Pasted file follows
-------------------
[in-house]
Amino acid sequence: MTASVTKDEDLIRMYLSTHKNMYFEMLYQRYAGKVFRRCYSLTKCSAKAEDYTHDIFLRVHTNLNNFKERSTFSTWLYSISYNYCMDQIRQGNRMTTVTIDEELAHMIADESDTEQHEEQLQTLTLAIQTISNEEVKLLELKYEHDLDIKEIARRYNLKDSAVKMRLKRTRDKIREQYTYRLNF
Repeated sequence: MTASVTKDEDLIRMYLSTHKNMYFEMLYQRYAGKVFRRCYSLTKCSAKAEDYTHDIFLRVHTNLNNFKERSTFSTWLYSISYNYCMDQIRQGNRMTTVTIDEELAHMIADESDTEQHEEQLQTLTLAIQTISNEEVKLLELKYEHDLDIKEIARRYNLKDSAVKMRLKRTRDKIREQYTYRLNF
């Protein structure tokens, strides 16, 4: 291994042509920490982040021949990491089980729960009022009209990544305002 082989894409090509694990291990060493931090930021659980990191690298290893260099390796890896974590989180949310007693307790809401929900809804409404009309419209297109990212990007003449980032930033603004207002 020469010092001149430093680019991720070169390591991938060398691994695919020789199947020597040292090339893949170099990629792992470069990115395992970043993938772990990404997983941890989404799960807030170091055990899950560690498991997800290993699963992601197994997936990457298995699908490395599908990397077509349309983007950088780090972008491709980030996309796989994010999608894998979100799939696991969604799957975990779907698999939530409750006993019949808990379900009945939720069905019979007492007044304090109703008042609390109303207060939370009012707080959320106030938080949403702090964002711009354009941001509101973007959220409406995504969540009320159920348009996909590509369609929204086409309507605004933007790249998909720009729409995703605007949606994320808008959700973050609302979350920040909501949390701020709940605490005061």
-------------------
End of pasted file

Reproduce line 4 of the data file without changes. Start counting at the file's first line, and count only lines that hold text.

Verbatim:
């Protein structure tokens, strides 16, 4: 291994042509920490982040021949990491089980729960009022009209990544305002 082989894409090509694990291990060493931090930021659980990191690298290893260099390796890896974590989180949310007693307790809401929900809804409404009309419209297109990212990007003449980032930033603004207002 020469010092001149430093680019991720070169390591991938060398691994695919020789199947020597040292090339893949170099990629792992470069990115395992970043993938772990990404997983941890989404799960807030170091055990899950560690498991997800290993699963992601197994997936990457298995699908490395599908990397077509349309983007950088780090972008491709980030996309796989994010999608894998979100799939696991969604799957975990779907698999939530409750006993019949808990379900009945939720069905019979007492007044304090109703008042609390109303207060939370009012707080959320106030938080949403702090964002711009354009941001509101973007959220409406995504969540009320159920348009996909590509369609929204086409309507605004933007790249998909720009729409995703605007949606994320808008959700973050609302979350920040909501949390701020709940605490005061």